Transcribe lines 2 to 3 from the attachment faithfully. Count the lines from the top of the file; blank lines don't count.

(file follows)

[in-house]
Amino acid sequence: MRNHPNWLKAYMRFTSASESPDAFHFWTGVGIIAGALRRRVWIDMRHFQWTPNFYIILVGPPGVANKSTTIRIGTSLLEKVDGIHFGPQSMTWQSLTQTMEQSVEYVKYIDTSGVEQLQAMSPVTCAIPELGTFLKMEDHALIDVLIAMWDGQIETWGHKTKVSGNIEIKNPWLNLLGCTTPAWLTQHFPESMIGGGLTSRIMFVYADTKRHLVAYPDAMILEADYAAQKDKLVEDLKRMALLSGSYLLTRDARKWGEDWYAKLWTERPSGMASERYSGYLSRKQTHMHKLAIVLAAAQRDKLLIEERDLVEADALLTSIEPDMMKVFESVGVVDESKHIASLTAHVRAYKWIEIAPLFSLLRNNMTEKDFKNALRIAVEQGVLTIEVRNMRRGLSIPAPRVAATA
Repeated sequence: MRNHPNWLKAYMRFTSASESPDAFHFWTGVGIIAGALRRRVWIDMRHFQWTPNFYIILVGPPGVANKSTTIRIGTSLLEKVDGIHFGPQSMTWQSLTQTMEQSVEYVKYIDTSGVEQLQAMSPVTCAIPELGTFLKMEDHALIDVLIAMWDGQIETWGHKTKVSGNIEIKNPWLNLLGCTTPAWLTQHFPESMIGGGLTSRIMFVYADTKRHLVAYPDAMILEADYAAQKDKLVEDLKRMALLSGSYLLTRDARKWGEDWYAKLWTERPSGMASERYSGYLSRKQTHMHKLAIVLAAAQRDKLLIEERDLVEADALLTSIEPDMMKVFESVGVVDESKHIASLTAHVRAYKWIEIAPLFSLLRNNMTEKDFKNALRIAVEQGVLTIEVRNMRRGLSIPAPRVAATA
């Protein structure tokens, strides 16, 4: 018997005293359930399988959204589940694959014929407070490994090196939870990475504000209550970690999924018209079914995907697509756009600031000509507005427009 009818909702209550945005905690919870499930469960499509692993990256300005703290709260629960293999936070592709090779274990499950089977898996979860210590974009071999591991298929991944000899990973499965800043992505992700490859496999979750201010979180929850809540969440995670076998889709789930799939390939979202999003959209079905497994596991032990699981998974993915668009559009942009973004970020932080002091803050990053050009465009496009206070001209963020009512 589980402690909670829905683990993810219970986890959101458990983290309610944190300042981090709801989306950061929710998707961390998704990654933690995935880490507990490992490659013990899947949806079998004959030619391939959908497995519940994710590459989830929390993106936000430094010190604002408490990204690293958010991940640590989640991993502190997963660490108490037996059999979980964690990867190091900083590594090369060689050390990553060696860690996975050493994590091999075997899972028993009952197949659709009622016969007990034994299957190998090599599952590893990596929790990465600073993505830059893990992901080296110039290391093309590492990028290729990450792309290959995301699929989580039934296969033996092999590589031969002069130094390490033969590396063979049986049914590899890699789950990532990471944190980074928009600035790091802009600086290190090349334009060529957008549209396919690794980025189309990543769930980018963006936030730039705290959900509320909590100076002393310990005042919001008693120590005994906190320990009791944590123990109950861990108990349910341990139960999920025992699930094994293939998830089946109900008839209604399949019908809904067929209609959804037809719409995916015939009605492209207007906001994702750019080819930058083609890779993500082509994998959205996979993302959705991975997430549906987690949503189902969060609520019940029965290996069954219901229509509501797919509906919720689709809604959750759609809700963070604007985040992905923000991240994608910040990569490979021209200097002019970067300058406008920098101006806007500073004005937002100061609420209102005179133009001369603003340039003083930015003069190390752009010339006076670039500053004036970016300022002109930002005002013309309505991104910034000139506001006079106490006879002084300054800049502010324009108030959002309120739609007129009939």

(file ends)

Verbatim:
Amino acid sequence: MRNHPNWLKAYMRFTSASESPDAFHFWTGVGIIAGALRRRVWIDMRHFQWTPNFYIILVGPPGVANKSTTIRIGTSLLEKVDGIHFGPQSMTWQSLTQTMEQSVEYVKYIDTSGVEQLQAMSPVTCAIPELGTFLKMEDHALIDVLIAMWDGQIETWGHKTKVSGNIEIKNPWLNLLGCTTPAWLTQHFPESMIGGGLTSRIMFVYADTKRHLVAYPDAMILEADYAAQKDKLVEDLKRMALLSGSYLLTRDARKWGEDWYAKLWTERPSGMASERYSGYLSRKQTHMHKLAIVLAAAQRDKLLIEERDLVEADALLTSIEPDMMKVFESVGVVDESKHIASLTAHVRAYKWIEIAPLFSLLRNNMTEKDFKNALRIAVEQGVLTIEVRNMRRGLSIPAPRVAATA
Repeated sequence: MRNHPNWLKAYMRFTSASESPDAFHFWTGVGIIAGALRRRVWIDMRHFQWTPNFYIILVGPPGVANKSTTIRIGTSLLEKVDGIHFGPQSMTWQSLTQTMEQSVEYVKYIDTSGVEQLQAMSPVTCAIPELGTFLKMEDHALIDVLIAMWDGQIETWGHKTKVSGNIEIKNPWLNLLGCTTPAWLTQHFPESMIGGGLTSRIMFVYADTKRHLVAYPDAMILEADYAAQKDKLVEDLKRMALLSGSYLLTRDARKWGEDWYAKLWTERPSGMASERYSGYLSRKQTHMHKLAIVLAAAQRDKLLIEERDLVEADALLTSIEPDMMKVFESVGVVDESKHIASLTAHVRAYKWIEIAPLFSLLRNNMTEKDFKNALRIAVEQGVLTIEVRNMRRGLSIPAPRVAATA